Manila Water says 24-hour supply availability restored 100%

Ralf Rivas
Manila Water says 24-hour supply availability restored 100%
Manila Water says the Angat Dam 'continues to struggle' to reach the ideal water level, but the company has been able to address its supply deficit

MANILA, Philippines – East Zone concessionaire Manila Water announced it has fully restored 24-hour water availability, even though its allocation from the Angat Dam is still below normal.

In a statement on Tuesday, September 24, Manila Water said it addressed the supply gap through increased production at its Cardona treatment plant in Rizal, rehabilitation of existing deep wells, and reduction of system losses. (READ: EXPLAINER: What caused Manila Water’s service problems?)

The National Water Resources Board (NWRB) earlier reduced its allocation for Metro Manila from the Angat Dam, as the dam’s level dropped.

The NWRB currently allocates 40 cubic meters per second (CMS) from the normal volume of 46 CMS.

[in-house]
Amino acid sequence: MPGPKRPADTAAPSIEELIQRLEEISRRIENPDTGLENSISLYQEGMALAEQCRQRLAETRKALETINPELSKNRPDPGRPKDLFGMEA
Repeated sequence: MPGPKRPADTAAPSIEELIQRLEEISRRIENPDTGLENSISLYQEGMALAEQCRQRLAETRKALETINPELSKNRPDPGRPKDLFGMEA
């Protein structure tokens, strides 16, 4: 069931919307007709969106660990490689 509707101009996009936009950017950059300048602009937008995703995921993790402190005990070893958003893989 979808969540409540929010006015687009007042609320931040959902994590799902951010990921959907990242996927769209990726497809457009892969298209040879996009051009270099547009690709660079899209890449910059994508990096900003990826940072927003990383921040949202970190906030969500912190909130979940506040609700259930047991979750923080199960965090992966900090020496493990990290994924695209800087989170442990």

Ayala-led Manila Water said its Cardona plant’s capacity is 100 million liters per day (MLD), but it currently produces around 80 MLD.

Total yield from all deep wells has reached more than 40 MLD, while system loss was reduced to 10% from 12%.

“We are now at 17 days running of 24-hour water availability to 100% of our customers. But while we have increased our efficiencies, and the technical solutions we have put in place are ensuring we are able to distribute the still-limited supply as equitably as we can, we cannot rest and let our guard down,” Manila Water said.

The company also noted that the water supply situation remains volatile, as the Angat Dam “continues to struggle to reach the ideal 210- to 212-meter level.” As of 6 am on Tuesday, it was at 191.56 meters.

“We encourage our customers to continue using water wisely and responsibly, to help ensure ample supply moving forward to the peak demand months of 2020,” said Manila Water chief operating officer Abelardo Basilio. –

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Ralf Rivas

A sociologist by heart, a journalist by profession. Ralf is Rappler's business reporter, covering macroeconomy, government finance, companies, and agriculture.